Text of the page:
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30. Vows

And Moses spake unto the heads of the tribes concerning the children of Israel, saying, This is the thing which the Lord hath commanded. 2If a man vow a vow unto the Lord, or swear an oath to bind his soul with a bond; he shall not break his word, he shall do according to all that proceedeth out of his mouth. 3If a woman also vow a vow unto the Lord, and bind herself by a bond, being in her father’s house in her youth; 4And her father hear her vow, and her bond wherewith she hath bound her soul, and her father shall hold his peace at her: then all her vows shall stand, and every bond wherewith she hath bound her soul shall stand. 5But if her father disallow her in the day that he heareth; not any of her vows, or of her bonds wherewith she hath bound her soul, shall stand: and the Lord shall forgive her, because her father disallowed her. 6And if she had at all an husband, when she vowed, or uttered ought out of her lips, wherewith she bound her soul; 7And her husband heard it, and held his peace at her in the day that he heard it: then her vows shall stand, and her bonds wherewith she bound her soul shall stand. 8But if her husband disallowed her on the day that he heard it; then he shall make her vow which she vowed, and that which she uttered with her lips, wherewith she bound her soul, of none effect: and the Lord shall forgive her. 9But every vow of a widow, and of her that is divorced, wherewith they have bound their souls, shall stand against her. 10And if she vowed in her husband’s house, or bound her soul by a bond with an oath; 11And her husband heard it, and held his peace at her, and disallowed her not: then all her vows shall stand, and every bond wherewith she bound her soul shall stand. 12But if her husband hath utterly made them void on the day he heard them; then whatsoever proceeded out of her lips concerning her vows, or concerning the bond of her soul, shall not stand: her husband hath made them void; and the Lord shall forgive her. 13Every vow, and every binding oath to afflict the soul, her husband may establish it, or her husband may make it void. 14But if her husband altogether hold his peace at her from day to day; then he establisheth all her vows, or all her bonds, which are upon her: he confirmeth them, because he held his peace at her in the day that he heard them. 15But if he shall any ways make them void after that he hath heard them; then he shall bear her iniquity. 16These are the statutes, which the Lord commanded Moses, between a man and his wife, between the father and his daughter, being yet in her youth in her father’s house.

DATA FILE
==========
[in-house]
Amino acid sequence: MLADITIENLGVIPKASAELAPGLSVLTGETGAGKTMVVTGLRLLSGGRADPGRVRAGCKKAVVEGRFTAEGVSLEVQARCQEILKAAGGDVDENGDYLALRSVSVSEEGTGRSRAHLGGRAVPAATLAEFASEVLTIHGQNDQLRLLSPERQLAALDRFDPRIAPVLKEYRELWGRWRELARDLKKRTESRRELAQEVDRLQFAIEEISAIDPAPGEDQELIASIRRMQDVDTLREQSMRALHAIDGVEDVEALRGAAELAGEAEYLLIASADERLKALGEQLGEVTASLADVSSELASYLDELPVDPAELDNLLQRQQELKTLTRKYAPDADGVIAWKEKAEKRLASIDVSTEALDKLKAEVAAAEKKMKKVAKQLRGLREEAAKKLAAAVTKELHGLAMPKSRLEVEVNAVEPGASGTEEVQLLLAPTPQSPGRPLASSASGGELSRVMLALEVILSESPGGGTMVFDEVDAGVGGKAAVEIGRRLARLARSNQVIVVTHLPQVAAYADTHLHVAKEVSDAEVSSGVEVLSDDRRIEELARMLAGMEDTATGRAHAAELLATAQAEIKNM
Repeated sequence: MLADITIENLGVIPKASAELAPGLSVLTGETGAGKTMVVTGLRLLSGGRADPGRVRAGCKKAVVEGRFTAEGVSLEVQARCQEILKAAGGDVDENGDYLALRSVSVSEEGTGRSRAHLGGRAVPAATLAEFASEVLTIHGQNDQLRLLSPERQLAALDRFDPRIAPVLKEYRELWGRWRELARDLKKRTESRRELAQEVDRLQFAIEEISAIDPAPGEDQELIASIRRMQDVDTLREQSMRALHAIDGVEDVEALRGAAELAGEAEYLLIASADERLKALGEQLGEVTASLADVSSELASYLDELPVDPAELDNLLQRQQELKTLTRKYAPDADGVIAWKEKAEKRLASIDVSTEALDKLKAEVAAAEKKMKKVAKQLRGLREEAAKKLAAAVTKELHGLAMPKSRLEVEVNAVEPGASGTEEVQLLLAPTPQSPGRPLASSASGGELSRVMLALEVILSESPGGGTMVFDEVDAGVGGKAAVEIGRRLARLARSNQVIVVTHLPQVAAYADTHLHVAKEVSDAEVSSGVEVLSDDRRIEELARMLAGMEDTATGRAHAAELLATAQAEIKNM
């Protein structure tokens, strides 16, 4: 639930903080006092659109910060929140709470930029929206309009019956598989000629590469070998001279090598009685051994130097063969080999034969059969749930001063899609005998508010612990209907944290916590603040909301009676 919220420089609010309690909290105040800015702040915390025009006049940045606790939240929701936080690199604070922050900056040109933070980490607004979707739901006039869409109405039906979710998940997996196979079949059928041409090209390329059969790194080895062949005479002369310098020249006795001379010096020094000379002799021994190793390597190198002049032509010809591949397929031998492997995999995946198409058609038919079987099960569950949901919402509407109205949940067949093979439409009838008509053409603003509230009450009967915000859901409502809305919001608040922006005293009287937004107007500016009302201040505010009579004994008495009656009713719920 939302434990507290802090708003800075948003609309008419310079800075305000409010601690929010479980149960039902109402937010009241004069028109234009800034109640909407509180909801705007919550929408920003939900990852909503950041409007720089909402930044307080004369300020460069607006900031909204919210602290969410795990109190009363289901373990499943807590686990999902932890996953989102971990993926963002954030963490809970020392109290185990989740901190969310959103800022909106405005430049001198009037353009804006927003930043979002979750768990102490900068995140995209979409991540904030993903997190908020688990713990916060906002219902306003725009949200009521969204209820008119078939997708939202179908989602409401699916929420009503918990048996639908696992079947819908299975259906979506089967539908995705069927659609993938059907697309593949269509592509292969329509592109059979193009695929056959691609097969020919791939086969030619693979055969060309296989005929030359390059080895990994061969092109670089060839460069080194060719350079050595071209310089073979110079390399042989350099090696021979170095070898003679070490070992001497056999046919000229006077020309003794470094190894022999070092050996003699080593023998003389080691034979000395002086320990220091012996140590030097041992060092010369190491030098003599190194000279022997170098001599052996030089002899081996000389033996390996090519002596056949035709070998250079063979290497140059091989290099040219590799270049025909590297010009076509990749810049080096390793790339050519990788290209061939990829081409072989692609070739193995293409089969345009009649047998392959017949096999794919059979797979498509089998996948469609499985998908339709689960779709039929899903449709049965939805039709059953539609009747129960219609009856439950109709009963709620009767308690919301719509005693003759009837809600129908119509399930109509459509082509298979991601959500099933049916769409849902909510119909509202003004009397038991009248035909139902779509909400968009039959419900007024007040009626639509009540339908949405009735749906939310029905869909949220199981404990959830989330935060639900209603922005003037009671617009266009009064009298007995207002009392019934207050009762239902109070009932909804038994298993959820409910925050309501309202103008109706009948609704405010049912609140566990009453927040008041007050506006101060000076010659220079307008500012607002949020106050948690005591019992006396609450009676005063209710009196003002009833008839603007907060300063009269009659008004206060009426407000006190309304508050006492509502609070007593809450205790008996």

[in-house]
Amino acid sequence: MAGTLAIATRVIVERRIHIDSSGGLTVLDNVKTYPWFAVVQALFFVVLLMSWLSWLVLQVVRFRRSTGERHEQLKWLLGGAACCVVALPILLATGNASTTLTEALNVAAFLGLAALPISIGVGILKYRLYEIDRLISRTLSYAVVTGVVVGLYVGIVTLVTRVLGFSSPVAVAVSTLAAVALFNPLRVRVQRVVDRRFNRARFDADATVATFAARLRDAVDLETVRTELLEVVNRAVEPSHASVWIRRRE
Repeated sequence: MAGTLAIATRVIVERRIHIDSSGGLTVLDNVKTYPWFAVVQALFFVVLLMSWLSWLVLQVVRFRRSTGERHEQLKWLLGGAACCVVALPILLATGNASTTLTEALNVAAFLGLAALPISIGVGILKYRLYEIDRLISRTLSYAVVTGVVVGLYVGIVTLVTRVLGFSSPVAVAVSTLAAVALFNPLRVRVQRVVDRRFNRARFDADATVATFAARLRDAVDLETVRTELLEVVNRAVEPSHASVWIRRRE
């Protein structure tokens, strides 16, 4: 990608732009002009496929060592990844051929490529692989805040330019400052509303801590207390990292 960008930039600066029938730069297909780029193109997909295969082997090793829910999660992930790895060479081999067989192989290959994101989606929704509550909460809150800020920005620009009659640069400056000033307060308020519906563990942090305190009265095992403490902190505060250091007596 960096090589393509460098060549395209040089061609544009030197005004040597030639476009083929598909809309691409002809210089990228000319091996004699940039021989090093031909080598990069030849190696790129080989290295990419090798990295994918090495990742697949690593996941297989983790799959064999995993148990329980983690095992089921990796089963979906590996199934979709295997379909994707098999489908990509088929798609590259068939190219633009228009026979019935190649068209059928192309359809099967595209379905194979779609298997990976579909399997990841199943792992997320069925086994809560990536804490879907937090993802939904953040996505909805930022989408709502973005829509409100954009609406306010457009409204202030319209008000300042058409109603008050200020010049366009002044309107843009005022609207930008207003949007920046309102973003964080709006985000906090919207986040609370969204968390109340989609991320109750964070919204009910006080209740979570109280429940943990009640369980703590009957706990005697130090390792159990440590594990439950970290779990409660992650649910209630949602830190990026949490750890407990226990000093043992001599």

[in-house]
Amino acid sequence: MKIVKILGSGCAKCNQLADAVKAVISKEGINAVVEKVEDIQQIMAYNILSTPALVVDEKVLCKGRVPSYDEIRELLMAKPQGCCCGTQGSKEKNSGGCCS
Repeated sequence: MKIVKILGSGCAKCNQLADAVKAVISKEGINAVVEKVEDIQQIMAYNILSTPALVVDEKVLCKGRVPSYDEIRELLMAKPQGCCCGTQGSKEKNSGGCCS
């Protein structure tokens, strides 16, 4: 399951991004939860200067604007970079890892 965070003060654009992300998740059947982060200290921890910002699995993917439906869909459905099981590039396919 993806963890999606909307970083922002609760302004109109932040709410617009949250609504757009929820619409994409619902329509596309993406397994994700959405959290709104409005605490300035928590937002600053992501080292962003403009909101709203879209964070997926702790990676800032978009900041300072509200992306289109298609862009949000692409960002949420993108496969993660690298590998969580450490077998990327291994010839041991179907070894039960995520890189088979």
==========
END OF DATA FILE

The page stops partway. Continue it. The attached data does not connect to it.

3. If a woman also vow. He now proceeds to the point of which he proposed to treat, i.e., that vows made by persons who are not their own masters do not hold good; and he mentions two cases. For, in the first place, he teaches that if a daughter, whilst living with her father, has vowed anything without his knowledge, it is of no force. He lays down the same rule, if the father, hearing the vow, has disallowed it; but if he has held his peace, it is declared that his silence is equivalent to consent. Hence we gather that all those who are possessed of power do not do their duty unless they frankly and discreetly express their opposition whenever anything displeases them; since their connivance is a kind of tacit approbation. In the second place, he treats of married women, whose vows, made in the absence or with the disapproval of their husbands, he commands to be of none effect; but if the husbands have known of them, and been silent, he obliges their performance. For many deceptions might have thus arisen; since it is usual with many when they wish to gratify their wives, to conceal their opinion for the time, but, when the period of actual performance arrives, to elude what may have been promised. But unless they use their privilege in proper time, God would have them bear the punishment of their servile indulgence and dissimulation; but because women are often urged to deceive by their levity and inconstancy, this danger is also anticipated. It may also happen 326326     The Lat. is, “Accidet ut mulier in vidaitate viro non subjecta, praecipiti zeli fervore voveat, eo mortuo retractet specioso praetextu, quia tunc libera non erat, nec sui juris.” The Fr., “Il adviendra qu’une femme estante en sujection de mari, vouera par une ardeur hastive de zele, le marl trespasse, elle prendra honneste couverture de se retracter, d’autant qu’elle n’estoit pas libre pour lors.” I have translated the latter, not being able to understand the original, nor to reconcile them. that a woman, when subject to her husband, may make a vow in the precipitate fervor of her zeal, and when he is dead, may retract it under the specious pretext that she was not then free and her own mistress; the same thing may occur when a divorced woman shall bind herself, and then when she has married, shall appear to herself to be released. Since instances of this wicked change of mind are too frequent, no wonder that this special precaution should be added, to prevent frauds. Wherefore God declares that the period when the vow was made is to be considered, so that they are no less liable than as if their condition had remained the same. He therefore condemns to the performance of their vow those women who have been emancipated from their fathers’ authority by marriage, and also who have been set free by death or divorce; yet it appears from the last verse of the chapter, that two exceptions, modifying the general law, are here peculiarly treated of.

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